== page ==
The Royal pieces: Decadent, delicious and delightful

These delicious,nutty and crunchy fried pieces of bread can be served as dessert, a tea-time snack or even breakfast!

Saadia Tariq July 09, 2013
People say I have a wicked sense of humour. And if that’s true, I think I know where it came from. I was cradled by humour since the day I was born.

A chest surgeon by profession, my chacha, Dr Aamir Ijaz has spread laughter lines much more than the stitches he has sewn. He claims to be my adopted mother and used to shower me with gifts, hugs, shoulder rides, and till date endless laughter. Wit, a one-liner, pun, wisecrack, pulling someone’s leg or a dirty joke – he is the master of all.

I have seen my 90-year-old grandfather teary eyed with laughter at his jokes and I have also seen my six-year-old daughter smiling up to him shyly as he related a silly remark to her. Tall, handsome and caring, he is a walking comic. As much as he loves food he avoids it to keep his figure fit.

Once, at a family get together his wife had made “Shahi Tukras” and he kept inviting everyone to come and try the ‘royal pieces.’

And when I came across this particular recipe it instantly reminded me of him.

The Shahi Tukray have been part of the South Asian dessert collection since the time the Mughal emperors ruled in the 15th century over regions that now comprise of Pakistan, India and Bangladesh.

Originally from Pakistan, this dessert has many variations. Simply put - it is fried pieces of bread, spiced with saffron and cardamom, dipped in cream, sweetened with sugar syrup or condensed milk (modern version) and finally garnished with slivered almonds and chopped pistachios. For some it is also an Eastern version of the bread and butter pudding.

During one of my dinners at home I decided to serve a desi dessert knowing too well that our guests would love a taste of home – sitting far from home here in Singapore. I came across the original recipe on, by a Pakistani food blogger, based in Canada, Shayma Saadat, who has an excellent relationship with food and her readers. However, I have tweaked it a bit to suit our sweet palate and hope that you will soon indulge in this royal dessert.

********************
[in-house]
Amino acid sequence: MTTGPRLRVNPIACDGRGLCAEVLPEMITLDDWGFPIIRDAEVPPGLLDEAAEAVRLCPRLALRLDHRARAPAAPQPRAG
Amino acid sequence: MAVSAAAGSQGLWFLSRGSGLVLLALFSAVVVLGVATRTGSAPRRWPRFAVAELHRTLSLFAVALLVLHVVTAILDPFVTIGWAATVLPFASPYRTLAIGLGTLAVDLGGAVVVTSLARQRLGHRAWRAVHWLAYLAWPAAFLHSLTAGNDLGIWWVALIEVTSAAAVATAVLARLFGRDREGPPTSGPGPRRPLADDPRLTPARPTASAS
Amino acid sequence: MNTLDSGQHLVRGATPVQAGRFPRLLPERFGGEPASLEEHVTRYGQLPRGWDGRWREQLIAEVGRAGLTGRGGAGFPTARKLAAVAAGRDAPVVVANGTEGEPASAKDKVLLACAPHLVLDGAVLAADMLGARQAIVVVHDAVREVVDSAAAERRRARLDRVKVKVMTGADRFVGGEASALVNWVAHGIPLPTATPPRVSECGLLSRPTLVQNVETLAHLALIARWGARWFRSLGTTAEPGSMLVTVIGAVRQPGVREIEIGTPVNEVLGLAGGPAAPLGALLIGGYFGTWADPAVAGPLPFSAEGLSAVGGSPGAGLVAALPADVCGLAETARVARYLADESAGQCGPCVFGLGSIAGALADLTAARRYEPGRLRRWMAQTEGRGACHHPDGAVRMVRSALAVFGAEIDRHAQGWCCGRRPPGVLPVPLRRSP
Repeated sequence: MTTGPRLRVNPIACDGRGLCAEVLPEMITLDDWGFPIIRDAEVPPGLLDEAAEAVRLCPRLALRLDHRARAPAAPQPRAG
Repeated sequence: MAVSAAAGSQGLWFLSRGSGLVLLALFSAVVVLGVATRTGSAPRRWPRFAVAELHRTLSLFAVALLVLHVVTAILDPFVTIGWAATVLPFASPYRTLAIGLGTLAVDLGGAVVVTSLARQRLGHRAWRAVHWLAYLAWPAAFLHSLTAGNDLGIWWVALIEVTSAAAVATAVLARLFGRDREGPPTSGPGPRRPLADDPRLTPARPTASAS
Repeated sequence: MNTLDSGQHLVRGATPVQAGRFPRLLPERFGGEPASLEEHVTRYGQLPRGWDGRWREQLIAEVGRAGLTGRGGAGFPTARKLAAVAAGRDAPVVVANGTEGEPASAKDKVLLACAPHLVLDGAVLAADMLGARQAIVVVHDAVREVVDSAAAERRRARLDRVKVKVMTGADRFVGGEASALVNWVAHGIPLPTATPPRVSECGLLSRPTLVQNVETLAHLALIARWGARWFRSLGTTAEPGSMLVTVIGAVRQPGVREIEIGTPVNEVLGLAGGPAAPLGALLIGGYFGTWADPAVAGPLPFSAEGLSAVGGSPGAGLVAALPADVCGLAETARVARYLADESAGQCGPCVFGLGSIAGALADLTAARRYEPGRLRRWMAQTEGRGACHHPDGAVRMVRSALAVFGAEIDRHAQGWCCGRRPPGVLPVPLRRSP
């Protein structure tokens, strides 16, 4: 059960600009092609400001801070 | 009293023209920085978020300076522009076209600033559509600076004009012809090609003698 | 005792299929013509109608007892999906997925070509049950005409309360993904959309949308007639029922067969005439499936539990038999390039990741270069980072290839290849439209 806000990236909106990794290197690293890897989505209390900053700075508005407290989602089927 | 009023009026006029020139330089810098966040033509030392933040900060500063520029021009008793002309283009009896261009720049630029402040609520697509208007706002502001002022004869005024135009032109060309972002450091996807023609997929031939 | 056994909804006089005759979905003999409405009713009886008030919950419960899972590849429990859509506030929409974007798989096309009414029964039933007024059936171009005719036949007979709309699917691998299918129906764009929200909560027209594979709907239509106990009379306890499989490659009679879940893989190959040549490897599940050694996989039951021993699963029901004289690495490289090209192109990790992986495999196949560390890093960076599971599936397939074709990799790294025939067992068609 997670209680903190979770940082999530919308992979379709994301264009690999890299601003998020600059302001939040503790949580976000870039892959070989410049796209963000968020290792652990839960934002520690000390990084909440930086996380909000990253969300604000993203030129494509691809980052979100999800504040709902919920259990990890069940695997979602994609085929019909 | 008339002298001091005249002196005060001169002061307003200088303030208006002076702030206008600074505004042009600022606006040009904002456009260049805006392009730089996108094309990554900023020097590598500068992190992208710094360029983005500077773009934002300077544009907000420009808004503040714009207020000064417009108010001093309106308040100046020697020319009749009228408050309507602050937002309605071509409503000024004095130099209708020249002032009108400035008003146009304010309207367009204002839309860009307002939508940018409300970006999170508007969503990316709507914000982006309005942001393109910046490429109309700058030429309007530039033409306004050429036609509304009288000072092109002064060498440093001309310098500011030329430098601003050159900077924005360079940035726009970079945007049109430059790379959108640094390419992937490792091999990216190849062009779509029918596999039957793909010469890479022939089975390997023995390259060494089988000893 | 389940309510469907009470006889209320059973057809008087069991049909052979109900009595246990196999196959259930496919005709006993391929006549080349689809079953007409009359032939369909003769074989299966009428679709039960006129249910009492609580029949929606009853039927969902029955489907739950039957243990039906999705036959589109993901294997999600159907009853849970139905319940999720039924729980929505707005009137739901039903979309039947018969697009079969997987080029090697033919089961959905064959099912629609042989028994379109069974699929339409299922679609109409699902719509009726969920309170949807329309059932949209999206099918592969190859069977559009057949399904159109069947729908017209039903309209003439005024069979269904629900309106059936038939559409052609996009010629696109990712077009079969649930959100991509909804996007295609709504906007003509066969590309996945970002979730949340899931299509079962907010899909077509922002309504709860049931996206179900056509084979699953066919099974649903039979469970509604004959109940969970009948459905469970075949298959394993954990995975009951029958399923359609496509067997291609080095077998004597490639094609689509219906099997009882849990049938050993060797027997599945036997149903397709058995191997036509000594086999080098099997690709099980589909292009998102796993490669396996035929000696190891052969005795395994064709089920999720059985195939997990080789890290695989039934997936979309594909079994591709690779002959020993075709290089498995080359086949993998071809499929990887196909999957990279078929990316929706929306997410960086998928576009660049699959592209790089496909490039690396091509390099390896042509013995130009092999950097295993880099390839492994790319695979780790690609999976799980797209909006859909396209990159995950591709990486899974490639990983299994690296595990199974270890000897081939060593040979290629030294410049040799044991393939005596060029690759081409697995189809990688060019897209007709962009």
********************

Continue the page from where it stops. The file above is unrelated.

Ingredients (serves eight-ten sweet-toothed people)

1.  10 slices of stale bread

2.  ¼ lb (100 g) unsalted butter (and some extra for buttering the baking dish)

3.  Oil for frying

4.  ¾ cup (200 ml) full cream milk

5.  ¾ cup (200 ml) double/whipping cream

6.  2 cups (500 ml) double cream

7.  Sugar syrup

8.  ¾ cup (200 ml) water

9.  1 ¼ cup (330 g) sugar

10. Seeds from 4-5 cardamom pods

11. 2 generous pinches of saffron

12. Garnish

13. ½ cup (65 g slivered) slivered almonds

14. ½ cup (65 g) chopped pistachios


  • Lightly grease a two-quart (two-litre) baking dish and set aside.

  •  Cut off the edges of the bread and slice in half on the diagonal.

  • Place a frying pan on medium heat and generously smear with some butter and oil (approximately two tbsp) and fry the bread slices till lightly toasted on both sides. (Repeat this step until the whole batch is done.)

  • Transfer the fried bread pieces into a single layer in your baking dish; reserve any extra pieces.

  • In a jug, stir together, milk and double cream. Slowly pour over the bread pieces.

  • While the bread pieces are soaking up the creamy liquid, combine water, sugar, cardamom seeds and saffron in a saucepan and boil over high heat.

  • When the sugar mixture starts changing colour to deep amber and slightly thickens, take off heat (will take approximately be five-seven minutes to thicken.)

  • Pour half of the extra double cream (500 ml) on the bread slices followed by the sugar syrup.

  •  If left with additional pieces of bread add more layers to the baking dish by pouring in the rest of the milk-cream mixture and waiting for the bread to absorb the liquid, followed by the remaining double cream and sugar syrup.

  •  Let the bread mixture sit on the counter for 20 minutes before placing it in a pre-heated 180c (350-F) oven.

  •  Bake for 35 minutes until the bread is puffed up, glowing in the colours of saffron and caramelised sugar and ever so creamily soft. Garnish with nuts just before serving.

Note: This dessert can be served hot or cold, the choice is yours!

Feasting recommendations:

Although, this pudding is best eaten on the same day, it tastes exceptionally well the next day too. It can be served after a meal, at teatime or even for breakfast.

Back to my chacha, those who know him will not disagree that he himself is a “royal piece” of our family. Witty, nutty, sweet, caring and ever so funny and loving!

This post originally appeared here 


Read more by Saadia here.
Saadia Tariq The writer is a food consultant, blogger and food photographer. You can see her work on her website, her Facebook page or follow her on twitter @capturebyst (
The views expressed by the writer and the reader comments do not necassarily reflect the views and policies of the Express Tribune.


Noman Ansari | 9 years ago | Reply @Emmron: Pun?
Noman Ansari | 9 years ago | Reply I apologize if I came across as rude, but I was just giving my input. I reread the blog from here:
The Shahi Tukray have been part of the South Asian dessert collection since the time the Mughal emperors ruled in the 15th century over regions that now comprise of Pakistan, India and Bangladesh.
... and it is a good read. The recipe looks delicious! I feel the intro could have been more effective had it been weaved into the end, but that's just my opinion. I may be wrong. :) I do appreciate the writer's effort to give what is a typically dull genre for a blog some color. I don't cook desserts but I will try this recipe.
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